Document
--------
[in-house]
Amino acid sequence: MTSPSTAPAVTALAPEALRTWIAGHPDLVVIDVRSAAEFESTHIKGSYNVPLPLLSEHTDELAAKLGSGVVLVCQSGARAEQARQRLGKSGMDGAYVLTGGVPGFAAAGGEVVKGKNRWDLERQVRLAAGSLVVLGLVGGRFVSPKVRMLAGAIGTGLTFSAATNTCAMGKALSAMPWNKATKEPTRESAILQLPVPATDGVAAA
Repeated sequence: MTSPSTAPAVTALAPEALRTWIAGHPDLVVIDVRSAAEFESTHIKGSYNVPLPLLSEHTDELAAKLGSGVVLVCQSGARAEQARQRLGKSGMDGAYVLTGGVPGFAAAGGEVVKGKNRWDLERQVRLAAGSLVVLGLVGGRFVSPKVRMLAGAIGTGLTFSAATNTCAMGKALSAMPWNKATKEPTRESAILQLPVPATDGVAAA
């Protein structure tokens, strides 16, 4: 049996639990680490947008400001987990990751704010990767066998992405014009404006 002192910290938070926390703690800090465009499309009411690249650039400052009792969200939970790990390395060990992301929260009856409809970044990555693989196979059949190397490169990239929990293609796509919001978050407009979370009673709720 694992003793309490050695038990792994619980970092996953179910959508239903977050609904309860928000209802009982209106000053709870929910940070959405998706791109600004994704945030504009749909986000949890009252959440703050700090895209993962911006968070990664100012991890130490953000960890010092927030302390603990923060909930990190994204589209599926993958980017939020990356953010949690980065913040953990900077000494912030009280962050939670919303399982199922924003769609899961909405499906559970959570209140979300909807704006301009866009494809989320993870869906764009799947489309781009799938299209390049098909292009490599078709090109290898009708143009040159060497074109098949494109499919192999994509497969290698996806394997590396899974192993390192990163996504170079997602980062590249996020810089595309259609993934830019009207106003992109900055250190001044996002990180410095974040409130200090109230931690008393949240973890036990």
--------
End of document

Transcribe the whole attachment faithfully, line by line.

[in-house]
Amino acid sequence: MTSPSTAPAVTALAPEALRTWIAGHPDLVVIDVRSAAEFESTHIKGSYNVPLPLLSEHTDELAAKLGSGVVLVCQSGARAEQARQRLGKSGMDGAYVLTGGVPGFAAAGGEVVKGKNRWDLERQVRLAAGSLVVLGLVGGRFVSPKVRMLAGAIGTGLTFSAATNTCAMGKALSAMPWNKATKEPTRESAILQLPVPATDGVAAA
Repeated sequence: MTSPSTAPAVTALAPEALRTWIAGHPDLVVIDVRSAAEFESTHIKGSYNVPLPLLSEHTDELAAKLGSGVVLVCQSGARAEQARQRLGKSGMDGAYVLTGGVPGFAAAGGEVVKGKNRWDLERQVRLAAGSLVVLGLVGGRFVSPKVRMLAGAIGTGLTFSAATNTCAMGKALSAMPWNKATKEPTRESAILQLPVPATDGVAAA
């Protein structure tokens, strides 16, 4: 049996639990680490947008400001987990990751704010990767066998992405014009404006 002192910290938070926390703690800090465009499309009411690249650039400052009792969200939970790990390395060990992301929260009856409809970044990555693989196979059949190397490169990239929990293609796509919001978050407009979370009673709720 694992003793309490050695038990792994619980970092996953179910959508239903977050609904309860928000209802009982209106000053709870929910940070959405998706791109600004994704945030504009749909986000949890009252959440703050700090895209993962911006968070990664100012991890130490953000960890010092927030302390603990923060909930990190994204589209599926993958980017939020990356953010949690980065913040953990900077000494912030009280962050939670919303399982199922924003769609899961909405499906559970959570209140979300909807704006301009866009494809989320993870869906764009799947489309781009799938299209390049098909292009490599078709090109290898009708143009040159060497074109098949494109499919192999994509497969290698996806394997590396899974192993390192990163996504170079997602980062590249996020810089595309259609993934830019009207106003992109900055250190001044996002990180410095974040409130200090109230931690008393949240973890036990």